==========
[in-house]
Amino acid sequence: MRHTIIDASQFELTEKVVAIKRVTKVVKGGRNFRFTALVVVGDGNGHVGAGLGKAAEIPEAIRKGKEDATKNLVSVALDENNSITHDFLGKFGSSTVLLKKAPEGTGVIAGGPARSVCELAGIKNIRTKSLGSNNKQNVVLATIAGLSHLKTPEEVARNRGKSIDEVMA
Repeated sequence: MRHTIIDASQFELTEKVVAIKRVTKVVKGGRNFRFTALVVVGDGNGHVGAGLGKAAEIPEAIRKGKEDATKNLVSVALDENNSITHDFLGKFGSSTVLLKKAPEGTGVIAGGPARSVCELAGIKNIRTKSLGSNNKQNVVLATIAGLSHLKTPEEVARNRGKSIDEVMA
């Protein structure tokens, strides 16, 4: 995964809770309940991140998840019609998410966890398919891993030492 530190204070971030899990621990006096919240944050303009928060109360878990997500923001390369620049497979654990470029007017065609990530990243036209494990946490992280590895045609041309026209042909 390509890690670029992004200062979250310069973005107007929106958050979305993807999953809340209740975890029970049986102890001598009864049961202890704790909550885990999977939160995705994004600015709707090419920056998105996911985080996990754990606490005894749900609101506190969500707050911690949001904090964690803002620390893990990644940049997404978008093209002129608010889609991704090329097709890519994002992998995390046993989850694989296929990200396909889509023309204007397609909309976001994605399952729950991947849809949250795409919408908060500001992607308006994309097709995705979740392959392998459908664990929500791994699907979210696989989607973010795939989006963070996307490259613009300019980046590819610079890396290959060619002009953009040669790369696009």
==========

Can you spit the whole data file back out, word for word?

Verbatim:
[in-house]
Amino acid sequence: MRHTIIDASQFELTEKVVAIKRVTKVVKGGRNFRFTALVVVGDGNGHVGAGLGKAAEIPEAIRKGKEDATKNLVSVALDENNSITHDFLGKFGSSTVLLKKAPEGTGVIAGGPARSVCELAGIKNIRTKSLGSNNKQNVVLATIAGLSHLKTPEEVARNRGKSIDEVMA
Repeated sequence: MRHTIIDASQFELTEKVVAIKRVTKVVKGGRNFRFTALVVVGDGNGHVGAGLGKAAEIPEAIRKGKEDATKNLVSVALDENNSITHDFLGKFGSSTVLLKKAPEGTGVIAGGPARSVCELAGIKNIRTKSLGSNNKQNVVLATIAGLSHLKTPEEVARNRGKSIDEVMA
């Protein structure tokens, strides 16, 4: 995964809770309940991140998840019609998410966890398919891993030492 530190204070971030899990621990006096919240944050303009928060109360878990997500923001390369620049497979654990470029007017065609990530990243036209494990946490992280590895045609041309026209042909 390509890690670029992004200062979250310069973005107007929106958050979305993807999953809340209740975890029970049986102890001598009864049961202890704790909550885990999977939160995705994004600015709707090419920056998105996911985080996990754990606490005894749900609101506190969500707050911690949001904090964690803002620390893990990644940049997404978008093209002129608010889609991704090329097709890519994002992998995390046993989850694989296929990200396909889509023309204007397609909309976001994605399952729950991947849809949250795409919408908060500001992607308006994309097709995705979740392959392998459908664990929500791994699907979210696989989607973010795939989006963070996307490259613009300019980046590819610079890396290959060619002009953009040669790369696009």